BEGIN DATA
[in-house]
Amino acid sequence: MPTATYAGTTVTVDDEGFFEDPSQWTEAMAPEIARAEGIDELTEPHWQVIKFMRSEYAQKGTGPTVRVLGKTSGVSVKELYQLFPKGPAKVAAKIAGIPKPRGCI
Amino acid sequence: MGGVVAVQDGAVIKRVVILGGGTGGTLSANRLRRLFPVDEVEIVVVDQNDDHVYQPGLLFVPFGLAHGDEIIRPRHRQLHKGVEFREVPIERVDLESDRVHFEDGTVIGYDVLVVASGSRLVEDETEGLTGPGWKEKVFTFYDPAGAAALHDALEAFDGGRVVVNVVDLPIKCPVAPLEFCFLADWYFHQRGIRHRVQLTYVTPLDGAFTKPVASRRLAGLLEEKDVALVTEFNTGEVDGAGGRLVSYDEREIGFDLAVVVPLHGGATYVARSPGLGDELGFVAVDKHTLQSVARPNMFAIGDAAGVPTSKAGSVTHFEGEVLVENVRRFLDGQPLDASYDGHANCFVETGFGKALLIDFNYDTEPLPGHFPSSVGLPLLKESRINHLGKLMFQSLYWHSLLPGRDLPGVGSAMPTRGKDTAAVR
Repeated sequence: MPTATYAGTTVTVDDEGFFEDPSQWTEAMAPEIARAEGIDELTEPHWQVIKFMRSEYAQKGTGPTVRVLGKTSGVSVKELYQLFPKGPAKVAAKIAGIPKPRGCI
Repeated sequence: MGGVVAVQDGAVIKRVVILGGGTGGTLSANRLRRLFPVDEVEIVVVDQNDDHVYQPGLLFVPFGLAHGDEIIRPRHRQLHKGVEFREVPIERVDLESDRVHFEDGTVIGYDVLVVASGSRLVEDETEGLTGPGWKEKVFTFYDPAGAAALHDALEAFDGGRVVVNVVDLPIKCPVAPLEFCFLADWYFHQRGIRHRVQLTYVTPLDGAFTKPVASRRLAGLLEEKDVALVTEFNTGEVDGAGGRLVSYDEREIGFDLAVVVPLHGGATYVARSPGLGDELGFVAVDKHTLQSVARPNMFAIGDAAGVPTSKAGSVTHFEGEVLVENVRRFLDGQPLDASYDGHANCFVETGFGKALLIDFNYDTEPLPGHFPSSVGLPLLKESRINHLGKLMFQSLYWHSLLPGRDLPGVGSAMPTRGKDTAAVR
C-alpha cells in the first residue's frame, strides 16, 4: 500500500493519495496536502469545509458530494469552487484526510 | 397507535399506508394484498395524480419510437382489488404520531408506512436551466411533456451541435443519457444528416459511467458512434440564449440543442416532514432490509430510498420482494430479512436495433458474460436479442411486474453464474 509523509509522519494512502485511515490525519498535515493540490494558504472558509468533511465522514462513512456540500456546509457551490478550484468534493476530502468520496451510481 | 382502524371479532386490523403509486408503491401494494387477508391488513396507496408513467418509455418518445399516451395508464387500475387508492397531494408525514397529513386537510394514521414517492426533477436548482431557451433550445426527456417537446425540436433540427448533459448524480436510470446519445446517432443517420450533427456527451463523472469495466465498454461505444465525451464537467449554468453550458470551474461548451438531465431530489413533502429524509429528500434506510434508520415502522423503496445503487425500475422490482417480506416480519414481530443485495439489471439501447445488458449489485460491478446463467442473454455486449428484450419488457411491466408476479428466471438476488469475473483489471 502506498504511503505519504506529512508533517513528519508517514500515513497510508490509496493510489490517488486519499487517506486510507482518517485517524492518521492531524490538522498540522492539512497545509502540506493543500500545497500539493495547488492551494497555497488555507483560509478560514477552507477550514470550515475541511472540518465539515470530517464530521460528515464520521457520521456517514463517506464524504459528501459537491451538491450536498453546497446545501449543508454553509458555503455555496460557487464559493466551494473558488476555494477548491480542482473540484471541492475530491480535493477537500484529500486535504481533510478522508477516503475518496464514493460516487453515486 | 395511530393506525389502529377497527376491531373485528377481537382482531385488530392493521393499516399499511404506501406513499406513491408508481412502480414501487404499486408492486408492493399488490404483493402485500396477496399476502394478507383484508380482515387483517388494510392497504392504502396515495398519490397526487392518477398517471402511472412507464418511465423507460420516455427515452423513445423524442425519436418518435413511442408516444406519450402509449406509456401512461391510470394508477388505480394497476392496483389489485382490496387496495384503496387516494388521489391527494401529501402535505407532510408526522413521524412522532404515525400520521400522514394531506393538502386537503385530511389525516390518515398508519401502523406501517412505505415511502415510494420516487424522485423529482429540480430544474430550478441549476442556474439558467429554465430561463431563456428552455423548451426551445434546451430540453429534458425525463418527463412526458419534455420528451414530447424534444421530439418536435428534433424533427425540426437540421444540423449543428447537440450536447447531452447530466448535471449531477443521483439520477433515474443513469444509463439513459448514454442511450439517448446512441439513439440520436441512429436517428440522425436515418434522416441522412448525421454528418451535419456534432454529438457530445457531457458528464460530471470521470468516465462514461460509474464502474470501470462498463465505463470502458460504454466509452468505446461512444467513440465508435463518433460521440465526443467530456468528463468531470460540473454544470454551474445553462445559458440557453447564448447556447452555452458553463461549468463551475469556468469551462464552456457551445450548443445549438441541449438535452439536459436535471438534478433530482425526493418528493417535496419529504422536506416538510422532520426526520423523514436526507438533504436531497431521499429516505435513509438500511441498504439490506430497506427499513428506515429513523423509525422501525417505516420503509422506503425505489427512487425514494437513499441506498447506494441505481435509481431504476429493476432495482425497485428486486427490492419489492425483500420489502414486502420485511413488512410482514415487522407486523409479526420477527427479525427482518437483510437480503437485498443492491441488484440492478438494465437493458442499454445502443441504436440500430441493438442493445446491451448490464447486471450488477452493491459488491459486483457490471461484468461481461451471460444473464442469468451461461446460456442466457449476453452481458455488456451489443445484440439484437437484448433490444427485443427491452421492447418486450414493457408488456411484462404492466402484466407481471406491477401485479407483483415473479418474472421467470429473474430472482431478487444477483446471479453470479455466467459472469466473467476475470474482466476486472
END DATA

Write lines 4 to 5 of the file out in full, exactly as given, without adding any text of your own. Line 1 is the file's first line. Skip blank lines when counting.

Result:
Repeated sequence: MPTATYAGTTVTVDDEGFFEDPSQWTEAMAPEIARAEGIDELTEPHWQVIKFMRSEYAQKGTGPTVRVLGKTSGVSVKELYQLFPKGPAKVAAKIAGIPKPRGCI
Repeated sequence: MGGVVAVQDGAVIKRVVILGGGTGGTLSANRLRRLFPVDEVEIVVVDQNDDHVYQPGLLFVPFGLAHGDEIIRPRHRQLHKGVEFREVPIERVDLESDRVHFEDGTVIGYDVLVVASGSRLVEDETEGLTGPGWKEKVFTFYDPAGAAALHDALEAFDGGRVVVNVVDLPIKCPVAPLEFCFLADWYFHQRGIRHRVQLTYVTPLDGAFTKPVASRRLAGLLEEKDVALVTEFNTGEVDGAGGRLVSYDEREIGFDLAVVVPLHGGATYVARSPGLGDELGFVAVDKHTLQSVARPNMFAIGDAAGVPTSKAGSVTHFEGEVLVENVRRFLDGQPLDASYDGHANCFVETGFGKALLIDFNYDTEPLPGHFPSSVGLPLLKESRINHLGKLMFQSLYWHSLLPGRDLPGVGSAMPTRGKDTAAVR